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The mid-Atlantic produce industry was whacked by one large storm Feb. 5-6 and is braced for another Feb. 9-10. As much as two feet of new snow was expected to hit Philadelphia, which was forecast to be in the bull's eye of the midweek, full-fledged blizzard.

According to a Feb. 8 report by The Weather Channel, among major mid- Atlantic landmarks, Dulles Airport received the greatest snowfall in the Feb. 5-6 storm, with 30 inches. Tony Vitrano, president of the Tony Vitrano Co., said that the Maryland Wholesale Produce Center in Jessup, MD, also received 30 inches.

Mr. Vitrano told The Produce News Feb. 8 that his customers in Washington, DC, received about 20 inches of snow "and they don't have the best system, either, for clearing the snow. Our customers there were closed today."

The weekend storm "impacted us pretty severely," Mr. Vitrano said. The Jessup market is normally open for a half-day on Saturdays but was totally shut down on Feb. 6. "We didn't open until midnight last night, and even then there were a lot of customers who couldn't get in because the local roads were congested."

The Jessup market is adjacent to a truck stop, and there were tractor-trailers blocking the roads to the market. "It took our employees two hours to get the last mile from the freeway to our offices," Mr. Vitrano said. "Customers couldn't get in, and they couldn't get out. It was like a nightmare." He noted that the [Maryland] Food Center Authority did a great job of clearing the snow" and that the parking lot and docks were cleared for business, "but the local roads in the area were very congested."

Lancaster Foods LLC operates its own sprawling warehouse adjacent to the Jessup wholesale market. John Gates, president and chief operating officer of Lancaster Foods, said of the February snow, "It really screwed us up. Everyone wants everything. We were shut down and open and will be shut down again. It is no less business and there is no more business. It is all condensed into short time frames. We are doing the best we can."

On the Philadelphia Regional Produce Market, John Vena, owner of John Vena Inc., said Feb. 8 that his market received 20-25 inches of snow Feb. 6. The market was operational by the morning of Feb. 7. "It is hard to separate the weather from post-Super Bowl activity," he said. The produce business "is usually a little slow" on the day after the climatic football game. But "I'm fairly certain" that the storm "is what hurt us because of a lack of activity over the weekend," he said. Truckers were late arriving because of the weather, and "we have customers in the DC and Baltimore area that were paralyzed," he said. "Our out-of-town business was affected more than the metropolitan business."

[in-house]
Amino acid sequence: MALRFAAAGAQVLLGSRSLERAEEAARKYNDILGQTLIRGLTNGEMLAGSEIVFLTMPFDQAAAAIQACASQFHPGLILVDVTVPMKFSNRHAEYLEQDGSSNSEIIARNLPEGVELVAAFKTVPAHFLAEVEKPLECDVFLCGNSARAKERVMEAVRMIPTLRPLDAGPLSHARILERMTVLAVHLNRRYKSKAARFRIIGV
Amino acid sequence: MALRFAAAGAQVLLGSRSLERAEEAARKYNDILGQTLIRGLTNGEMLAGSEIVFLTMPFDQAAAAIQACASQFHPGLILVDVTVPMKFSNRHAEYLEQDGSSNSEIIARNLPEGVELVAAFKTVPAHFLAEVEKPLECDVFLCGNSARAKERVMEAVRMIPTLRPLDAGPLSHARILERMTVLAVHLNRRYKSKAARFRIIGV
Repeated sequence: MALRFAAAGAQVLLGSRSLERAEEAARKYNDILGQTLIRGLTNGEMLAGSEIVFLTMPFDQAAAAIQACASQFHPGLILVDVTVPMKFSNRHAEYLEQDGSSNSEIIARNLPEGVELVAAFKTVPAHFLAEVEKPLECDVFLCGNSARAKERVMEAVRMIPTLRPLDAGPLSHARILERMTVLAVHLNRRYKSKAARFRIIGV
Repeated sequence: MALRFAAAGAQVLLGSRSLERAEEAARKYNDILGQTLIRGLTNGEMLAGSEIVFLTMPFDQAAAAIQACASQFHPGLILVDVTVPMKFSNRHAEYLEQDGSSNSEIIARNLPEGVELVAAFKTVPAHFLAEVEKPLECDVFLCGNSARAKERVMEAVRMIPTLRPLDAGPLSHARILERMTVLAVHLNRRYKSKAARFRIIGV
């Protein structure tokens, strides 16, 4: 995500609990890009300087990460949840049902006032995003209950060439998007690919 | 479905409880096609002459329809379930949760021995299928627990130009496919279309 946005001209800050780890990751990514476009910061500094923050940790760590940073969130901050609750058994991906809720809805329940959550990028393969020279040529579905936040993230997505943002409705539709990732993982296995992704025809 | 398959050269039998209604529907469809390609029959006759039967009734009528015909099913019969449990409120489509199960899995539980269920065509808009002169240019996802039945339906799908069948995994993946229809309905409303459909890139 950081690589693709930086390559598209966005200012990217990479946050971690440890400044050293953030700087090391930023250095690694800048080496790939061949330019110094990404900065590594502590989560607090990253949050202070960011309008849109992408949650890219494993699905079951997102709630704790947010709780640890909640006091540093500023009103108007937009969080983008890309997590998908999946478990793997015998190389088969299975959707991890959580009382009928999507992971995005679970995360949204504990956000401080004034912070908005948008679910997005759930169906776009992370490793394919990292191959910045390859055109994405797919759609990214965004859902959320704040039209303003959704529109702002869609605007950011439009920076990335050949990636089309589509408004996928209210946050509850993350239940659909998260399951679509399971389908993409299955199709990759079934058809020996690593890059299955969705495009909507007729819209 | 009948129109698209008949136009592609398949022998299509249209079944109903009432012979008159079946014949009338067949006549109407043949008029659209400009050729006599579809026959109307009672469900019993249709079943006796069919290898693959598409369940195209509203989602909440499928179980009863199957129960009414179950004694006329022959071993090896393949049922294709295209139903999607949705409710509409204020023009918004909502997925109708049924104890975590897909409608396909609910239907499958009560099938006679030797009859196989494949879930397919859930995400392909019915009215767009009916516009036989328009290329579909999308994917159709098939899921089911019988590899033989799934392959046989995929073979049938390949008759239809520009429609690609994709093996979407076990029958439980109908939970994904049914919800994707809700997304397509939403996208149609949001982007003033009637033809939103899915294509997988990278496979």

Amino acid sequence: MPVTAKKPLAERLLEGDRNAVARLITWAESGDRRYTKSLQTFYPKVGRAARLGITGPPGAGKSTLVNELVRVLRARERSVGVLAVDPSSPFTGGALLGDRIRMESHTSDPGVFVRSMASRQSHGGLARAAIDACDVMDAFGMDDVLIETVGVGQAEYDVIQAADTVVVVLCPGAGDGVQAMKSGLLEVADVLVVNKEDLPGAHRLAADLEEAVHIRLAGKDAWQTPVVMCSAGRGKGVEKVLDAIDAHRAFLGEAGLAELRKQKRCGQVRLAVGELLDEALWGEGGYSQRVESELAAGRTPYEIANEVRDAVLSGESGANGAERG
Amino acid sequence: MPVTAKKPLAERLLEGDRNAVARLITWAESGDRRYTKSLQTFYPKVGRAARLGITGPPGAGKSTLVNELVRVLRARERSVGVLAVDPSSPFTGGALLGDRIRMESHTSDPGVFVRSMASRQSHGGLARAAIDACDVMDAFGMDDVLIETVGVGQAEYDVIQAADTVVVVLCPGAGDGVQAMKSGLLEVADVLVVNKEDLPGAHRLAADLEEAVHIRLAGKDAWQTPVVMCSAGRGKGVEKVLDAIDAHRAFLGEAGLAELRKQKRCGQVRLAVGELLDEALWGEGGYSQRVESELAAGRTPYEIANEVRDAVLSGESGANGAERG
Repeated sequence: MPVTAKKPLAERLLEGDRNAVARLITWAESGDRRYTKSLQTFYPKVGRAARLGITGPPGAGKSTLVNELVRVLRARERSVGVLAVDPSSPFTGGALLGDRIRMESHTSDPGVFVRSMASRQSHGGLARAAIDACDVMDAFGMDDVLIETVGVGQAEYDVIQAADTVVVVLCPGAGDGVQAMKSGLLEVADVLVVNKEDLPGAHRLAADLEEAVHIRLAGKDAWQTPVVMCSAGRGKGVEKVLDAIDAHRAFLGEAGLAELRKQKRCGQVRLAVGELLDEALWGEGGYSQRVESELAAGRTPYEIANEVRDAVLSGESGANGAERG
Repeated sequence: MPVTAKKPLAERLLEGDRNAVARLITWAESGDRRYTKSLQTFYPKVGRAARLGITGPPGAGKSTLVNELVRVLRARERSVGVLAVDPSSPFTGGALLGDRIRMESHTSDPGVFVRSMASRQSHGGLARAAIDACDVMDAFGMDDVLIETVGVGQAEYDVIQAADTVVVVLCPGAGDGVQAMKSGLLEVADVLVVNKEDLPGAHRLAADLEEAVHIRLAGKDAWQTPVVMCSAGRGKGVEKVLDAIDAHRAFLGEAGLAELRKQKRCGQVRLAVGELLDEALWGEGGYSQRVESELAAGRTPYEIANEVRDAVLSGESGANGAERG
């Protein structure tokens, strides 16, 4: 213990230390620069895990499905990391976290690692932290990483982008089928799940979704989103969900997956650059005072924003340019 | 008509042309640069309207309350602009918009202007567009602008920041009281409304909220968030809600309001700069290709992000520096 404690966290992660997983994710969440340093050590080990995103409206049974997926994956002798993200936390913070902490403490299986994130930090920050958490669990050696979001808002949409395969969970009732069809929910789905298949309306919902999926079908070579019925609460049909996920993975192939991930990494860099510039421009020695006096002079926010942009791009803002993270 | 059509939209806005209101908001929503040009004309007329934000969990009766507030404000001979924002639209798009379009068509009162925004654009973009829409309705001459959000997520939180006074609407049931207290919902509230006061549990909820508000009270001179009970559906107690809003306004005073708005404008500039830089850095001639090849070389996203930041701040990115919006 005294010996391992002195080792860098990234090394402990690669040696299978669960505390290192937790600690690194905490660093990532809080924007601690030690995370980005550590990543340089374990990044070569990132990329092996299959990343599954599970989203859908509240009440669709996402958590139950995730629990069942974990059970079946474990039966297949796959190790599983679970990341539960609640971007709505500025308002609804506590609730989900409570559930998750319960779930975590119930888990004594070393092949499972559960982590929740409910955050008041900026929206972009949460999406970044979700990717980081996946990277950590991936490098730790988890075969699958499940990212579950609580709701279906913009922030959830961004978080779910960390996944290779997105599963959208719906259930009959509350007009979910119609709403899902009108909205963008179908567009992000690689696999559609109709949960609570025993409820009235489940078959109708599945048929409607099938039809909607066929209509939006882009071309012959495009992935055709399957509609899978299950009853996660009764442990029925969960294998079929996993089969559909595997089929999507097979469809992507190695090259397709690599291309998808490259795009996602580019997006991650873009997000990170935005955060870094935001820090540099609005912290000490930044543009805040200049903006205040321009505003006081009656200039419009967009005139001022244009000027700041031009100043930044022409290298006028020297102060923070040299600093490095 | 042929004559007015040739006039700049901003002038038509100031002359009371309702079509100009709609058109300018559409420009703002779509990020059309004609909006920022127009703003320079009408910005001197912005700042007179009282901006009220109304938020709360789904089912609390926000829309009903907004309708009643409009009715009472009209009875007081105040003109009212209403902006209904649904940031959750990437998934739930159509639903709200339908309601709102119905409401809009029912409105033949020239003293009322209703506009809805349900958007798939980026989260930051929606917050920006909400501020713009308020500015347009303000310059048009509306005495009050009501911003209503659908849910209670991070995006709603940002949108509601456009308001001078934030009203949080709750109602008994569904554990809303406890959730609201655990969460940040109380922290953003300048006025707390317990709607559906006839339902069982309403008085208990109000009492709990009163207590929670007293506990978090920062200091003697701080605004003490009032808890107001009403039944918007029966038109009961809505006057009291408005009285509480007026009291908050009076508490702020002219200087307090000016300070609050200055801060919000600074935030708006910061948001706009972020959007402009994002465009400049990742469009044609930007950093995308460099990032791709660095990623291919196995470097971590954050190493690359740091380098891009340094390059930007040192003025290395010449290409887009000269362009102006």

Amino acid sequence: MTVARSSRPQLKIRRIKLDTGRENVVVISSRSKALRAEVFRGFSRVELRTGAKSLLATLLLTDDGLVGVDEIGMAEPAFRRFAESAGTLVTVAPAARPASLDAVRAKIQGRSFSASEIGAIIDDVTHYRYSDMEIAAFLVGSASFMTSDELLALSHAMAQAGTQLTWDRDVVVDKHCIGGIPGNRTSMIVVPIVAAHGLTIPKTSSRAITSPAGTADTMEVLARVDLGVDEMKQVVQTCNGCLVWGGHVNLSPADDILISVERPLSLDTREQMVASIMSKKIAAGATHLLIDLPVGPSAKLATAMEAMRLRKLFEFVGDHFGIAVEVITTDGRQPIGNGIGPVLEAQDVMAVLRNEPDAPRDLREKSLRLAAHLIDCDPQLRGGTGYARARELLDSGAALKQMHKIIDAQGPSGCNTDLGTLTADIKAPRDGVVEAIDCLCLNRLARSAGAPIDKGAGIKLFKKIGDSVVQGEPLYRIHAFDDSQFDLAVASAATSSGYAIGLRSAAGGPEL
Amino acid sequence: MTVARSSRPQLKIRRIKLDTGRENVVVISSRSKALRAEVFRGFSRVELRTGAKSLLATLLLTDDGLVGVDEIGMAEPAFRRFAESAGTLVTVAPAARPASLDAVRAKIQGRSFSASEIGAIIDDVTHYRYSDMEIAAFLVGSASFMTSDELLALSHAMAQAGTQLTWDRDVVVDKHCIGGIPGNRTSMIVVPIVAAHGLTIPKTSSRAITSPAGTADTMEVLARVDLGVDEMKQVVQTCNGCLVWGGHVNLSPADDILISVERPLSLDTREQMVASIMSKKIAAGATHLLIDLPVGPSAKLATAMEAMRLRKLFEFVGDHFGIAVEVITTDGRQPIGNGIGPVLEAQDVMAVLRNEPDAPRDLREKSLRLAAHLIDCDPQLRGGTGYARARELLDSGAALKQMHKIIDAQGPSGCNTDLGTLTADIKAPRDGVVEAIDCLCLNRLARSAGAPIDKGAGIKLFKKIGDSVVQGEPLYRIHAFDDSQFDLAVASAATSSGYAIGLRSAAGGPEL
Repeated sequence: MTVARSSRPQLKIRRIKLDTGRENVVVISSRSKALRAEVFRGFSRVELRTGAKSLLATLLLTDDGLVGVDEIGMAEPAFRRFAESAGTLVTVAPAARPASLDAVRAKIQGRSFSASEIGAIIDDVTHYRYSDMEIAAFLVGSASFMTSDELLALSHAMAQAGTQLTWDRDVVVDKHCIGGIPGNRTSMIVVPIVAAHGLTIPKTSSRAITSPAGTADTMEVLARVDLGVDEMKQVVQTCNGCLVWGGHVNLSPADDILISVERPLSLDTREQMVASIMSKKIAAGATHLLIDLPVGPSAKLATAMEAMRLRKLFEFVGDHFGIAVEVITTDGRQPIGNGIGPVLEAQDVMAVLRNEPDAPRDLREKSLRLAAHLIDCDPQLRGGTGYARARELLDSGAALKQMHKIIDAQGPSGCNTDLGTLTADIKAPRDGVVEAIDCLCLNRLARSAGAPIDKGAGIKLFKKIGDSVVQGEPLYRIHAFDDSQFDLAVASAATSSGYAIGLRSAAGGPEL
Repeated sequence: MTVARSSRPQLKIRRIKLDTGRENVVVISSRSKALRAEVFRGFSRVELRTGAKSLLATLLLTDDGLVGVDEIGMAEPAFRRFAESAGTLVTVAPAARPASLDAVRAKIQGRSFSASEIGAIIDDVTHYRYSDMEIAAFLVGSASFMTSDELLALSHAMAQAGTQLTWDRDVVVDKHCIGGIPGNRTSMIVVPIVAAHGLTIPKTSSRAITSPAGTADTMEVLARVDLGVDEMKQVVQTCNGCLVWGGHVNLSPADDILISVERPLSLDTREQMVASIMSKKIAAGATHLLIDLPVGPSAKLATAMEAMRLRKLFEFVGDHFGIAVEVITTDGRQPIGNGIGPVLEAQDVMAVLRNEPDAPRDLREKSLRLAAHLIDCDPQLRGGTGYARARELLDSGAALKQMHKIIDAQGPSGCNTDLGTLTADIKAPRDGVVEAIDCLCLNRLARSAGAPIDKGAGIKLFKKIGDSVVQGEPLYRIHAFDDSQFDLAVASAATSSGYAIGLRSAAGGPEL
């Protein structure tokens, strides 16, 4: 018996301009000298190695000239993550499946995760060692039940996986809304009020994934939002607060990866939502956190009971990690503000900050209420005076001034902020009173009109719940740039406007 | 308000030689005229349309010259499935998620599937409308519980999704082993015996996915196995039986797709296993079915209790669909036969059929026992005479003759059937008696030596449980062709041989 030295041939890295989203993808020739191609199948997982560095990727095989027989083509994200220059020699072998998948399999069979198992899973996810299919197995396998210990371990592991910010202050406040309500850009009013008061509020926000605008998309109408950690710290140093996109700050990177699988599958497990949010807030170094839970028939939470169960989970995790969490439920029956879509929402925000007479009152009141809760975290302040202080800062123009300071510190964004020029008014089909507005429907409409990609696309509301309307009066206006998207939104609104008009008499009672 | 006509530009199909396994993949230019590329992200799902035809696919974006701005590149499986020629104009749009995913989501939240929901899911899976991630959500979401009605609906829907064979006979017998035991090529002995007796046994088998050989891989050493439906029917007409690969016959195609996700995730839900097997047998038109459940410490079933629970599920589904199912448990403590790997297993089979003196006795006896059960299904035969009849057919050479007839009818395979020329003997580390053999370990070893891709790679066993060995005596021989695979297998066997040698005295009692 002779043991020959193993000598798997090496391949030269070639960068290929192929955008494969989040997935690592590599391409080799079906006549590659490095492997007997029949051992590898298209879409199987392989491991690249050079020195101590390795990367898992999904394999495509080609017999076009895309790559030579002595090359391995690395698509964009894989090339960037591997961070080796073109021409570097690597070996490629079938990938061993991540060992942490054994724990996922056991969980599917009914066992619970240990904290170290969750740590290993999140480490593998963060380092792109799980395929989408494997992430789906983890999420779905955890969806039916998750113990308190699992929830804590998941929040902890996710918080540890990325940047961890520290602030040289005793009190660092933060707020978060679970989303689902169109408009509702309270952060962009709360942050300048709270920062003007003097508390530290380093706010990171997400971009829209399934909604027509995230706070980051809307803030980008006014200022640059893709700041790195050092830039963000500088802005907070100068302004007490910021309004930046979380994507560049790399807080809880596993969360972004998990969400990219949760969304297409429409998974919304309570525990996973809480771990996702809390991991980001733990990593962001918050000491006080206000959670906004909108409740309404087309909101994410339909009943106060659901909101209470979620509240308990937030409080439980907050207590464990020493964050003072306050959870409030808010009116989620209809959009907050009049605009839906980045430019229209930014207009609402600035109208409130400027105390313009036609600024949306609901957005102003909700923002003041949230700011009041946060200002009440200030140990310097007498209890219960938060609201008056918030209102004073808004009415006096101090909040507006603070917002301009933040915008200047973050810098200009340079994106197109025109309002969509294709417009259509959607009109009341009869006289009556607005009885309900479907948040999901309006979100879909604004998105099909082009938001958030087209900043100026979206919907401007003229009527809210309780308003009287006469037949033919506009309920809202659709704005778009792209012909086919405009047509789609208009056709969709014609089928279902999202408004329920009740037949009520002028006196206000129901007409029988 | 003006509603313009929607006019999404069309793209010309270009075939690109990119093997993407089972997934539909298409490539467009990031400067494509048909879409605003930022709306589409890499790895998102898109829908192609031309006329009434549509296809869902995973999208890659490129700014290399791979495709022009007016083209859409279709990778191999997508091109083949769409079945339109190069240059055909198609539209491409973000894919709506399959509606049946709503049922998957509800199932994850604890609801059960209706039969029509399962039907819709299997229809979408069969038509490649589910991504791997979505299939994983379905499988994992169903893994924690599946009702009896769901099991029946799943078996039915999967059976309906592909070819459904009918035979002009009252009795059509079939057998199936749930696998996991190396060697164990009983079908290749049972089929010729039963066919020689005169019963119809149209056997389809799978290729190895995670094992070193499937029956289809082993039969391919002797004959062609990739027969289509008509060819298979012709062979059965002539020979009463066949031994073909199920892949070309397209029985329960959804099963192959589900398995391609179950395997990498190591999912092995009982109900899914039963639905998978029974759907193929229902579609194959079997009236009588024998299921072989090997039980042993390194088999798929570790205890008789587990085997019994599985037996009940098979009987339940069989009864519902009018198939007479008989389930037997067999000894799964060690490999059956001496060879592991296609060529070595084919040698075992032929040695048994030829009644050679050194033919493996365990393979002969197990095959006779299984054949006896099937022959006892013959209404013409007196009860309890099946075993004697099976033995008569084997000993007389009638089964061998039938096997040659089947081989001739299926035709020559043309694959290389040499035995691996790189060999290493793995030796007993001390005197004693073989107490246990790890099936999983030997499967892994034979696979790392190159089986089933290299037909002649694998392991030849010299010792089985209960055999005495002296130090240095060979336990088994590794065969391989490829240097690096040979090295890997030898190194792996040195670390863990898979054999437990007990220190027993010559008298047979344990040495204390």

Mike Maxwell, president of Procacci Bros./Garden State Farms in Philadelphia, said that his company was fortunate in a couple respects. The majority of Procacci's retail customers happen to be north of the city. The Feb. 5-6 storm progressed only as far as 30 miles north of Philadelphia. Thus retailers in northern New Jersey received no significant snow, so there was less impact on Procacci's business than might have been generally expected. Furthermore, Mr. Maxwell said, "If you had to pick a day" for a bad storm to have the least impact on Procacci's operations "snowing from Friday into Saturday would be best for us."

Mr. Maxwell said that the forecast of the first storm created a consumer rush on retail stores but that Procacci was able to service its customers by Sunday.

Mr. Maxwell expected the Feb. 9-10 storm to have "a little different" impact - - and to be more disruptive because of the timing in midweek.

Also complicating February's produce business is heavy rain in California and Mexico atop January's freeze in Florida, Mr. Maxwell added.

Mr. Vitrano said that the forecast of additional snow for Feb. 9-10 "will be enough to paralyze us again," adding, "Normally a weekend storm is the best of the worst scenarios. But a storm from tomorrow night through Wednesday would be another day of lost business."

Mr. Vena said that orders were light on Feb. 8. "Valentine's Day is coming, and we hope that will perk things up. That depends on how well the city clears the streets" after the February 9-10 storm."

Mr. Maxwell noted, "We live around the weather. From growing to the selling side, we live around the weather day by day."